Improving hand and mobile device hygiene with UV technology

By Stefanie Kreibe

With mobile device usage on the rise in health care environments, Mackenzie Health identified the need to find an efficient solution to sanitize frequently used mobile devices, to reduce the transmission of infectious diseases.

“As we move closer to opening Mackenzie Vaughan Hospital, our smart hospital in 2020, the use of mobile devices such as phones and tablets used by patients, families and health care providers will continue to grow. As a hospital we are challenged to keep germs out of care environments,” says Heather Candon, Manager of Infection Prevention and Control (IPAC), Mackenzie Health in York Region, Ontario. “Recent research has shown mobile devices can carry all sorts of germs and at Mackenzie Health we are always looking for innovative ways to stop infectious viruses from entering the hospital and avoiding transmission between patients.”

Training perioperative nurses in their future work environment

In partnership with CleanSlateUV, a local healthcare innovator, Mackenzie Health with the support of Mackenzie Innovation Institute (Mi²), co-developed and implemented a unique mobile device sanitization solution for use in common areas of the hospital. Mi2’s mandate is to support Mackenzie Health’s applied innovation vision by acting as a catalyst for disruptive innovations in healthcare.  CleanSlateUV specializes in Ultraviolet (UV) technology to sanitize a wide range of small non critical mobile devices such as cell phones, tablets, ID badges, stethoscopes, watches and other hard, non-porous items. Following a surface-clean to remove any visible dirt, the technology can sanitize these common devices within 30 seconds. UV technology is not used to sanitize equipment that breaks the skin of a patient.

In concert with Mackenzie Health staff, the Mi² team worked closely with CleanSlateUV to optimize the technology and helped improve their design and workflows for use within a hospital. Key insights and feedback from the pilot program helped further refine the design and application of the technology. Ultimately, the hospital has benefited from a solution that is fast, user-friendly, safe and supports its strategic priorities around delivering an excellent experience, with quality of care and patient safety in mind.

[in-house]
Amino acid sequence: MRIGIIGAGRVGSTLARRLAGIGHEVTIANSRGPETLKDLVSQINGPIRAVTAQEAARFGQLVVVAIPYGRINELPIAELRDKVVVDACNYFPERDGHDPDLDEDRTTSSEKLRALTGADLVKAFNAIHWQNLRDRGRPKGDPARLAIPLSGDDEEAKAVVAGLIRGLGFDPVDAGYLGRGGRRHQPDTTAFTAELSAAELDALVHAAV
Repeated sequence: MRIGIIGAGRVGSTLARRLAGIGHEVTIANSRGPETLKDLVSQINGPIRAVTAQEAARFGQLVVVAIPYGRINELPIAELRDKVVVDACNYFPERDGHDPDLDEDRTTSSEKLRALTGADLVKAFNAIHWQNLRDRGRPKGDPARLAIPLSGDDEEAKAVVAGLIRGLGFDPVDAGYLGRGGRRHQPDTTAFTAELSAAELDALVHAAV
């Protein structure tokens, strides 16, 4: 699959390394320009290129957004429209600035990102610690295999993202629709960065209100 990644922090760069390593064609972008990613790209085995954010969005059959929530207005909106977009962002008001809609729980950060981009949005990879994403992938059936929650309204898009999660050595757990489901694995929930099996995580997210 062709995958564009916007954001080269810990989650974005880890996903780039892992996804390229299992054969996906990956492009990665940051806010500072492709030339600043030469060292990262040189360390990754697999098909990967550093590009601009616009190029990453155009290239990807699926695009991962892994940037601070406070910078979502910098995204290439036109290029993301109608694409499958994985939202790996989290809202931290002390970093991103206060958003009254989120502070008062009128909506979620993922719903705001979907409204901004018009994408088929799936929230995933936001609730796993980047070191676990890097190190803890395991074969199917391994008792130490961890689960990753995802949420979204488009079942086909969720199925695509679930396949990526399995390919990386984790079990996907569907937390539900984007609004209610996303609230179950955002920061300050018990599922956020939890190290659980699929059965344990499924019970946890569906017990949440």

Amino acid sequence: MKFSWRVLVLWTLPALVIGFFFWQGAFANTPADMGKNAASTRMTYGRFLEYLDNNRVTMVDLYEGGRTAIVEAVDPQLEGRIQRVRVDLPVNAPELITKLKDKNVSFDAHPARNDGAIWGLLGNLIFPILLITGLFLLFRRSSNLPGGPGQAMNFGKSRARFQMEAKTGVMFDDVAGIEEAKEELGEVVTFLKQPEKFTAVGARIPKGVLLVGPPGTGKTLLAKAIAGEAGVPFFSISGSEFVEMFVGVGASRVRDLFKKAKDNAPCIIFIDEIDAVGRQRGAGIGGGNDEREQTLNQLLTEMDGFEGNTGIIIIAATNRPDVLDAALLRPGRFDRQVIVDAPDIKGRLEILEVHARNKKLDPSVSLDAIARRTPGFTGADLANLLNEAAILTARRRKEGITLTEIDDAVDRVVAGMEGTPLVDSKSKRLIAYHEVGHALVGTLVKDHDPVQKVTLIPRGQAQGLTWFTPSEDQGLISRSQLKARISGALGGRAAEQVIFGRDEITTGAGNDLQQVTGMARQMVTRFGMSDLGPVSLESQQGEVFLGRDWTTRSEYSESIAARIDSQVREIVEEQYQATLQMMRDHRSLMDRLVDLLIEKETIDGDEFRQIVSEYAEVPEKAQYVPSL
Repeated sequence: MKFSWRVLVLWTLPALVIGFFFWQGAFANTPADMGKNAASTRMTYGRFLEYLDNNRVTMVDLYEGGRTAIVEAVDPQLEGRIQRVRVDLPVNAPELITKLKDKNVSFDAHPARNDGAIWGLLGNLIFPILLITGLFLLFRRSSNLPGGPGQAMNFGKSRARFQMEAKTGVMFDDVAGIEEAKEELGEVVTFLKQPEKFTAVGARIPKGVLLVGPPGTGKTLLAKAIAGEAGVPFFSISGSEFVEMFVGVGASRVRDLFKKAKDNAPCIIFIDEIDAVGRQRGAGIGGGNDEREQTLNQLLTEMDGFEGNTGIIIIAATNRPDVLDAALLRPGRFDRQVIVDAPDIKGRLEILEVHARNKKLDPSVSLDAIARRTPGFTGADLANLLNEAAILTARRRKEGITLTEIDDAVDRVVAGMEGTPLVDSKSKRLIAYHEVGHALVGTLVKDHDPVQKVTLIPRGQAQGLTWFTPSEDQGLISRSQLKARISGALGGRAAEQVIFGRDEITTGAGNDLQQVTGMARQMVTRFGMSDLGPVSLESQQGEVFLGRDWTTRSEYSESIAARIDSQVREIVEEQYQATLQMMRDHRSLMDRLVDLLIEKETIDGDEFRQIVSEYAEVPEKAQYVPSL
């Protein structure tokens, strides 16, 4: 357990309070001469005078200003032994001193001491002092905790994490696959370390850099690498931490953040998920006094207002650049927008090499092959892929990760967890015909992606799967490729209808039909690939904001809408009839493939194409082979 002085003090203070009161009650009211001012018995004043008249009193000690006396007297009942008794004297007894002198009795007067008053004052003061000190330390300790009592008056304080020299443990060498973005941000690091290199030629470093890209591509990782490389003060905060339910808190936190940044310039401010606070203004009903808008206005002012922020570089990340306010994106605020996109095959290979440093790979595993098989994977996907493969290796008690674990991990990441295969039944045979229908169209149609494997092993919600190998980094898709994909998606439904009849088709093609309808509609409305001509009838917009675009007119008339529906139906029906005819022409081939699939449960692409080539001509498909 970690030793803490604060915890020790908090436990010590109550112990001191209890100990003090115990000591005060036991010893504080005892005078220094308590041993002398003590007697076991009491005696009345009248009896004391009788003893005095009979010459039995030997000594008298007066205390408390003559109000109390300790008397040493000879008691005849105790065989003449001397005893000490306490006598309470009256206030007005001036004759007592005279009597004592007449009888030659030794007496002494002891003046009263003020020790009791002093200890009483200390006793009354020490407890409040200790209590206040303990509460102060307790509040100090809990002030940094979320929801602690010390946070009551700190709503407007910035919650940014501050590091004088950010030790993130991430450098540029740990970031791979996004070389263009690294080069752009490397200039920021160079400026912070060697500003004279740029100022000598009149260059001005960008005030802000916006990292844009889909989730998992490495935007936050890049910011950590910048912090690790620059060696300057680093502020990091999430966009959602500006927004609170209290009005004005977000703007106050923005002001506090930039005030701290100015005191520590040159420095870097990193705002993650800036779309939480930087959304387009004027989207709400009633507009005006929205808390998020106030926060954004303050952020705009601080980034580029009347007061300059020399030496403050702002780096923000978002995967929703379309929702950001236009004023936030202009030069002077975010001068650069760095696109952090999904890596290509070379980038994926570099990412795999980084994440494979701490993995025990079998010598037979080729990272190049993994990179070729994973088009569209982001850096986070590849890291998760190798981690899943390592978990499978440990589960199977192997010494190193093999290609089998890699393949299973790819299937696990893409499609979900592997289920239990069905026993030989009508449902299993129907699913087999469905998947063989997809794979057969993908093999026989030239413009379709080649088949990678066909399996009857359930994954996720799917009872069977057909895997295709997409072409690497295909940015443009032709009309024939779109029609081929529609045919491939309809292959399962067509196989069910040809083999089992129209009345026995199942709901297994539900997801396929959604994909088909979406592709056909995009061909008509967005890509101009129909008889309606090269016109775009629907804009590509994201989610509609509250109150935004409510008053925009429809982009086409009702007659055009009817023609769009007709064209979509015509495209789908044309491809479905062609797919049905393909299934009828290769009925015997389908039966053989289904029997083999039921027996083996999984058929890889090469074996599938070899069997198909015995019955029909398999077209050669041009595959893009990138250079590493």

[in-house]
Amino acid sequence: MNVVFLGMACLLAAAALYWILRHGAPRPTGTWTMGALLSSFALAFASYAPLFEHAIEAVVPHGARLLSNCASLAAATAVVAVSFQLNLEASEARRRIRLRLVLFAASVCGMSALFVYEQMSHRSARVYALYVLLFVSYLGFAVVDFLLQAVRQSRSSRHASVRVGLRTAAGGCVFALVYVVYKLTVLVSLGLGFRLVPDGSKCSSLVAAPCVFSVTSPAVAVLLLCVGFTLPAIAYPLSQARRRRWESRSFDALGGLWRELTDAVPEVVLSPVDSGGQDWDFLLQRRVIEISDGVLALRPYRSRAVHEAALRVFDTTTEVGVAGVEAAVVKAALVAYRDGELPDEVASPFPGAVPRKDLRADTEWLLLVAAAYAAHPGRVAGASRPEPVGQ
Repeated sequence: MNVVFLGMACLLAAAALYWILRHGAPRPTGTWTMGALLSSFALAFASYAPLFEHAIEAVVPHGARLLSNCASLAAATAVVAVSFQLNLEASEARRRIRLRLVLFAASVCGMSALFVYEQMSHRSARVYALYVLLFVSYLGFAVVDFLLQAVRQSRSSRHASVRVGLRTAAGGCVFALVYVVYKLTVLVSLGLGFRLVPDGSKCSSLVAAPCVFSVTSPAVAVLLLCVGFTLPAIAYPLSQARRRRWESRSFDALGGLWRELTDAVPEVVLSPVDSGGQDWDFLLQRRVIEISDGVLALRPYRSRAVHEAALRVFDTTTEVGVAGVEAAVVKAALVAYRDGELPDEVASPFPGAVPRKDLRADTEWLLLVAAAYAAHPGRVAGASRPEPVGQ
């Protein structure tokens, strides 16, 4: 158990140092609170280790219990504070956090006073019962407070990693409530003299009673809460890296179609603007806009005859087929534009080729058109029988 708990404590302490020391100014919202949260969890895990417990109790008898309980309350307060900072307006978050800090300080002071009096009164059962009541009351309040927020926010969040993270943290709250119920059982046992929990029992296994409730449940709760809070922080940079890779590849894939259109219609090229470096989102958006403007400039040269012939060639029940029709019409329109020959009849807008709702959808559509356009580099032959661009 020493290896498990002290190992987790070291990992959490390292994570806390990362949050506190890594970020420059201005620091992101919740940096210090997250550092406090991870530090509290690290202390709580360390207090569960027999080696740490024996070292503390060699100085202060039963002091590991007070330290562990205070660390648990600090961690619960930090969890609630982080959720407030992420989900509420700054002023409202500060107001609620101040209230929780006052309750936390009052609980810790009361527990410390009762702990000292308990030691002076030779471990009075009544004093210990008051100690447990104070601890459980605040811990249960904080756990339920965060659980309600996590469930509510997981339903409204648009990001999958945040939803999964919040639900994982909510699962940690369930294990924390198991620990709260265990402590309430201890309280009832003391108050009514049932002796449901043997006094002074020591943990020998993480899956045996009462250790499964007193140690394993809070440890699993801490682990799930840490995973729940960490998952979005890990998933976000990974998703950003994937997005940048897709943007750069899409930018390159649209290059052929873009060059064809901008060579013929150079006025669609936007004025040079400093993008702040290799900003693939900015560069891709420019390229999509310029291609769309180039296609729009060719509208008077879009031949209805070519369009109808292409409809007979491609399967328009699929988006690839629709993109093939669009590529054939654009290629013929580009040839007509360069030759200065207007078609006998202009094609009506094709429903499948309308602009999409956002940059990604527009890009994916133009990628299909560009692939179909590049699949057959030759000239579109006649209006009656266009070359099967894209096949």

“Our collaboration with Mackenzie Health’s staff and the Mi² team has been fantastic,” says Manjunath Anand, chief technology officer, CleanSlateUV. “Their feedback led to meaningful product design and user interface improvements, and they helped prove how valuable the technology can be to patients and visitors, not just to clinicians. This has created value for users and for hospitals seeking a one-stop solution for the problem of mobile device sanitization and personal hygiene.”

“We were pleased to see that many patients, staff and visitors are cleaning their cell phones and mobile devices on a regular basis, when [the device] is located in convenient areas such as the hospital main lobby or while they are waiting to order a coffee,” adds Candon. “This is a good habit to practice all year-round, but even more so during flu seasons. Allowing patients and families to sanitize these items on the way into the hospital potentially prevents germs and viruses that can make already sick patients, even sicker.”

“Hundreds of non-critical devices are now being cleaned by our team and visitors multiple times a day using CleanSlate,” adds Tam. “With this technology we are educating visitors and our team on the importance of properly cleaning devices to reduce the number of pathogens being innocently carried around our facility each day.”

Following a pilot of the technology at Mackenzie Richmond Hill Hospital, the equipment is now stationed in the main lobbies of the hospital for use by patients, visitors and hospital staff.

“Innovation is a key enabler in achieving our vision to create a world-class health experience,” says Richard Tam, executive vice-president and chief administrative officer, Mackenzie Health. “We believe that, through pioneering projects such as the partnership with CleanSlateUV, we can help demonstrate the value of mobile, ‘smart’, and secure communications in a health care environment and are looking forward to the opportunity to expand our findings for the benefit of our community.”

The machines use UV-C (short-wave ultraviolet) light and have impressive results in destroying viruses including a 99.999% MRSA kill rate, 99.93% Clostridium difficile kill rate and  >99.992 per cent kill rate for Salmonella enterica, in just 30 seconds.

Recently Mackenzie Health received REACH funding (Resources for Evaluating, Adopting and Capitalizing on Innovative Healthcare Technology) from Ontario Centres of Excellence (OCE), to develop a real-time hand-hygiene data collection solution using smart replenishment tracking. This project will create an on-demand hand hygiene supply replenishment process and integrate with an ‘Internet of Healthcare Things’ platform (IoHT)OM.

By better understanding the four moments of hand hygiene in patient care areas through data modeling approach, Mackenzie Health aims to optimize the process of having the right hand hygiene supplies in the right place at the right time while increasing hand hygiene compliance. The project is expected to be completed by early 2019.

Stefanie Kreibe,is a  Senior Communications Consultant at Mackenzie Health